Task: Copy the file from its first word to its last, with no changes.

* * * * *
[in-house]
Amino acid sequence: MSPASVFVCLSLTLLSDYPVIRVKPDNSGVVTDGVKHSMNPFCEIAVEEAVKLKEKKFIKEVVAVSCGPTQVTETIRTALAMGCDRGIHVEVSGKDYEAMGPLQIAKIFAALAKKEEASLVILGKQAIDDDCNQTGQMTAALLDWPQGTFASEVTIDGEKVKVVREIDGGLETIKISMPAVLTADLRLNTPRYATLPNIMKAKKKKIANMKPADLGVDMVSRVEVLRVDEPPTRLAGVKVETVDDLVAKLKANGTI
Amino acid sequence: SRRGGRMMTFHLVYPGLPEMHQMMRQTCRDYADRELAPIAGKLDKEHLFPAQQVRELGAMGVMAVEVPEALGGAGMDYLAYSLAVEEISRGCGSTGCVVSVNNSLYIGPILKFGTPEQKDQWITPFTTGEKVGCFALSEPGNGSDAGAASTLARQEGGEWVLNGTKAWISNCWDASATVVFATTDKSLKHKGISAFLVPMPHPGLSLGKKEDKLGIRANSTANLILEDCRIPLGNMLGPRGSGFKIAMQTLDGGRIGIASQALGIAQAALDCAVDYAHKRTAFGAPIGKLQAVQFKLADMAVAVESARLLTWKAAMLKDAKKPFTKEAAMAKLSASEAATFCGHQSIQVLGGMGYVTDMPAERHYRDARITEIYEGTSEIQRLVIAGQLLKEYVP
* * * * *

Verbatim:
[in-house]
Amino acid sequence: MSPASVFVCLSLTLLSDYPVIRVKPDNSGVVTDGVKHSMNPFCEIAVEEAVKLKEKKFIKEVVAVSCGPTQVTETIRTALAMGCDRGIHVEVSGKDYEAMGPLQIAKIFAALAKKEEASLVILGKQAIDDDCNQTGQMTAALLDWPQGTFASEVTIDGEKVKVVREIDGGLETIKISMPAVLTADLRLNTPRYATLPNIMKAKKKKIANMKPADLGVDMVSRVEVLRVDEPPTRLAGVKVETVDDLVAKLKANGTI
Amino acid sequence: SRRGGRMMTFHLVYPGLPEMHQMMRQTCRDYADRELAPIAGKLDKEHLFPAQQVRELGAMGVMAVEVPEALGGAGMDYLAYSLAVEEISRGCGSTGCVVSVNNSLYIGPILKFGTPEQKDQWITPFTTGEKVGCFALSEPGNGSDAGAASTLARQEGGEWVLNGTKAWISNCWDASATVVFATTDKSLKHKGISAFLVPMPHPGLSLGKKEDKLGIRANSTANLILEDCRIPLGNMLGPRGSGFKIAMQTLDGGRIGIASQALGIAQAALDCAVDYAHKRTAFGAPIGKLQAVQFKLADMAVAVESARLLTWKAAMLKDAKKPFTKEAAMAKLSASEAATFCGHQSIQVLGGMGYVTDMPAERHYRDARITEIYEGTSEIQRLVIAGQLLKEYVP